I'm pretty sure somewhere along the way I lost control over what she wears. The bright, flashy t-shirt, for example, which left sparkles all over the house and in the dryer, might have a nice sentiment about peace, but it wouldn't have been my first choice of what to buy her.
The sad thing is.... she might actually be more fashion aware than I am. Okay... not might... I am sure she is. Today she walked out of the house in a cheetah shirt and leggings, looking like she just stepped off a runway somewhere. I may have frowned when she pulled the shirt off the rack at the store. It's difficult to remember, because at the time my brain was trying to work out whether my mom ever would have let me wear something like that at her age.
But... thankfully the pants aren't floods, which was the main impetus for the shopping trip to begin with. And, I was able to convine her that the t-shirt with bling hanging off of it might get uncomfortable to wear all day. So that was a win of sorts. More importantly, she actually agreed with something that I picked out; a pretty sophisticated outfit that still had some sparkle to it. Maybe it is a sign that our tastes will someday converge.
In the meantime, I will continue to allow her to express herself (within reason) through her clothing and she will just have to put up with my sweats from Costco. At least she'll be happy to see that after I wash and dry them they should be covered with sparkles.
"I'm going to be Clark Kent for Halloween. What about you?"
Halloween is everywhere. Suddenly and without warning I am surrounded by it. My daughter woke up Saturday morning ready to decorate. I gave in reluctantly.... it seemed a long time to be living with bats and ghosts. But when we went to a friend's for dinner that night guess what? Yep... fully decorated. They even had their lights up outside. (Not to mention the cute skeleton wearing Nike sneakers and a sun hat.)
To be honest, it is very unlike me not to embrace this holiday full on. I LOVE Halloween. Not just the candy, of course, but the creativity of it; the childlike fun of it; the cool weather and beautiful colors which are such a part of it. But mostly, I love the ability to celebrate a holiday without any family drama.
No worries over where to spend the holiday. Of course we would be home.... how else do you trick-or-treat around
the neighborhood? No big dinner to cook and no anxiety about who feels left out. It is a wondeful holiday.
My best memories of growing up are from Halloween. My mom would make such creative costumes for us (back in
the time when the best costumes were home-made). One year my sister was even Anna, from the musical the King and I. I'll never forget how much I envied her glamorous hoop skirt dress (made with a hula hoop!) Of course it was handed down to me the next year, but it could never be the same as wearing it that very first Halloween.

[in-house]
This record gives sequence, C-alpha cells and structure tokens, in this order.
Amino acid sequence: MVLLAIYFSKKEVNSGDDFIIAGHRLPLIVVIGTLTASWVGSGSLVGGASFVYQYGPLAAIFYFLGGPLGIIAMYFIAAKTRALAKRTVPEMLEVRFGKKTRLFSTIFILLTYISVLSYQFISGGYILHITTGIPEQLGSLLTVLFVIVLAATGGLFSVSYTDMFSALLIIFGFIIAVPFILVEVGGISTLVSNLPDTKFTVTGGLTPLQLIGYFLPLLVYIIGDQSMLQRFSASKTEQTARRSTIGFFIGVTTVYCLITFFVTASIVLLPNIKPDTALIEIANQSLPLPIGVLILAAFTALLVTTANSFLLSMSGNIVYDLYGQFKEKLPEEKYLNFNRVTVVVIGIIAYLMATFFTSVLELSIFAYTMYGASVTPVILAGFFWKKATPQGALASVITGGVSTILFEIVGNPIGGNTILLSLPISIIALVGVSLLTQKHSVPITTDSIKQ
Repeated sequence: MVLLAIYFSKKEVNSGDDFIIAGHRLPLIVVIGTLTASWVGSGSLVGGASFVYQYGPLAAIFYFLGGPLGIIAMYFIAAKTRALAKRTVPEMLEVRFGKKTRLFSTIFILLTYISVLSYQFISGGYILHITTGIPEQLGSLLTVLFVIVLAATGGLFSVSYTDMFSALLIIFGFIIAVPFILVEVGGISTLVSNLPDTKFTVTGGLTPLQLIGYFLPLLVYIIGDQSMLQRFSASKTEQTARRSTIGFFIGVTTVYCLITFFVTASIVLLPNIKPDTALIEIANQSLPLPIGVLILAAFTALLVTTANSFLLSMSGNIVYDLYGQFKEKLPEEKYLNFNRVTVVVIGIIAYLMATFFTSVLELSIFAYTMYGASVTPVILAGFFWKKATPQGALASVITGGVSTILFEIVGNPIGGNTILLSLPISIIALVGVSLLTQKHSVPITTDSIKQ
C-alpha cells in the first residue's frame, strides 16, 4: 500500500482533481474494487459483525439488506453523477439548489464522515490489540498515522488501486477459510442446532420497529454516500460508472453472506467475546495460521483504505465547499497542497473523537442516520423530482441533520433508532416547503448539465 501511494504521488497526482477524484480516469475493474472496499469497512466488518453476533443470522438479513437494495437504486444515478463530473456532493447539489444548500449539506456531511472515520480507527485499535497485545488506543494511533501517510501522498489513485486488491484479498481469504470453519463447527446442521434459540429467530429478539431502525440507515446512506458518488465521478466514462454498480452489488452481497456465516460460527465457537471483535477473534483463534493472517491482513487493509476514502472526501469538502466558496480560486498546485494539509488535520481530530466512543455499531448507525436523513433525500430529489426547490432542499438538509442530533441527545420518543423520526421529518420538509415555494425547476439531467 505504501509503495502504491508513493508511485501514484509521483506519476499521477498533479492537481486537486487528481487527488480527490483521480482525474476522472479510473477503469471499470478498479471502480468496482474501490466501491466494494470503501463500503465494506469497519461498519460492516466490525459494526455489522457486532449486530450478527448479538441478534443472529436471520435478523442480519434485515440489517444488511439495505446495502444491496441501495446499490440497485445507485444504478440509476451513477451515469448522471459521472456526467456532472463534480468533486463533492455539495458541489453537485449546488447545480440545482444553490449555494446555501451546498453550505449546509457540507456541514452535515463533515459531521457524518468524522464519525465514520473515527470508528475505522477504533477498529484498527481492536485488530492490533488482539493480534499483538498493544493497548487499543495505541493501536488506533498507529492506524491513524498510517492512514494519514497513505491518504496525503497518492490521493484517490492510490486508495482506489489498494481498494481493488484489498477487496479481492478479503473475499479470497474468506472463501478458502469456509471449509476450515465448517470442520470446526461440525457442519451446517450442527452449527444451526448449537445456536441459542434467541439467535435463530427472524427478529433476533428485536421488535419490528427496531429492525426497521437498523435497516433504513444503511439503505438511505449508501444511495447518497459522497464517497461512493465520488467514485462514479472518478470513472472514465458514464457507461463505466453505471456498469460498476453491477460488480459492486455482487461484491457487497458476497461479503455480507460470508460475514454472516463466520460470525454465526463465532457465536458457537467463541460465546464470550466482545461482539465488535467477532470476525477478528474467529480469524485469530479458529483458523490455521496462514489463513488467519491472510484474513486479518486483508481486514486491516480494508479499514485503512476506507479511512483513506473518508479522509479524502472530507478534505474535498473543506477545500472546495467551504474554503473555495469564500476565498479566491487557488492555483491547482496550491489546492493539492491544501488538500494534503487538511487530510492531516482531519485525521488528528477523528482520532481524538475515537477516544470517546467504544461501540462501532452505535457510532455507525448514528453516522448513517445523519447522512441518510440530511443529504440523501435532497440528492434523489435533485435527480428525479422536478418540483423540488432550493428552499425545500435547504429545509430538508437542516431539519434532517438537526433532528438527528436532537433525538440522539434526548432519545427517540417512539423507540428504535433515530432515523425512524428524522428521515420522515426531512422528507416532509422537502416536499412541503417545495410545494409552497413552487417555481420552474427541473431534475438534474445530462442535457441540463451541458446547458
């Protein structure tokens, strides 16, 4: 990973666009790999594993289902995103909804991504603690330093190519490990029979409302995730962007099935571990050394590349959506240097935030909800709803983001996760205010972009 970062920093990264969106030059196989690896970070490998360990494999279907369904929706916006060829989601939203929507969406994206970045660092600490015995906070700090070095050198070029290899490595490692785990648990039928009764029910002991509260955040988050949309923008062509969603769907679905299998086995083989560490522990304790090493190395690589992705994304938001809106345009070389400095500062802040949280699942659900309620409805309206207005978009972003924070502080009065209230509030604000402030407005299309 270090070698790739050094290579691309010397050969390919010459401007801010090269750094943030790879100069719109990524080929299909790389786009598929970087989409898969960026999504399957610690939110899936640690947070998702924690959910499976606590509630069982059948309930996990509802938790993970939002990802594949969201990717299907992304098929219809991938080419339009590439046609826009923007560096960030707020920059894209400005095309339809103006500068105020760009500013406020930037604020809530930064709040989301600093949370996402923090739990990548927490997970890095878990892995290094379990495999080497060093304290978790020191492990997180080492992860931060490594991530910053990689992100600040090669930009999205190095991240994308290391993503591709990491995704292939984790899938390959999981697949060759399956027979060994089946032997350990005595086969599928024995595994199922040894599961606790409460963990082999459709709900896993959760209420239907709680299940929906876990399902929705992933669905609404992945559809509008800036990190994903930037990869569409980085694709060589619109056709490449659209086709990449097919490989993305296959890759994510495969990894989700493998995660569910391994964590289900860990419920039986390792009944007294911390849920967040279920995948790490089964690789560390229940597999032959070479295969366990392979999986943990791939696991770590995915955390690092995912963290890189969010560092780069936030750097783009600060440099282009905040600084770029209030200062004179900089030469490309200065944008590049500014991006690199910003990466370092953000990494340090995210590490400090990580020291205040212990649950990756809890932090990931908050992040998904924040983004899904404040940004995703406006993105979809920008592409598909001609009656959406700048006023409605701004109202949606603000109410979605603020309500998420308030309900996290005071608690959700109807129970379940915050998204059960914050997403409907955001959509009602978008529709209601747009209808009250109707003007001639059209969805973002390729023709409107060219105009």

Our neighborhood was a perfect microcosm of the age we lived in. Block after block of cute little houses all
decorated and ready for the neighborhood kids who came by. There was the scary house no one would ever go to because we were convinced there was an actual witch who lived there (we had some reason for this belief, but that will have to wait for another post). And there was the house where every year we got our picture taken in our costumes. It was around the corner from us, so I am not sure I ever really knew the couple who lived there.... but I sure would love to see those pictures. I can imagine the stacks they must have from all the kids over all the years.
So, why I am reluctant this year, is unclear. Maybe it is because with every year that passes I realize my daughter's childhood is slipping by so quickly. We have gone from animal costumes, to princess costumes and now we are at Cleopatra (and thank goodness for that.... every other 7 year old child I know seems to want to be a vampire
Maybe it is because our summer seemed so short this year. It is the first autumn in years that I wish I could
just hold off a little. I really want to enjoy it, but it is difficult when I am grieving the end of a barely existent
More than anything, though, I think it may be that time marks my move toward putting my work out there.... in the hands of readers who may or may not be gentle with it. I dread the convergence of my private world, where Halloween is my favorite time of the year and my soon to be very public world where I am no longer the only friend (or enemy) to my characters.
Perhaps I will just jump into this head-on. So.... if anyone sees me walking around on Halloween wearing a t-shirt that says, "I'm Jessica... Duh!" you'll know why.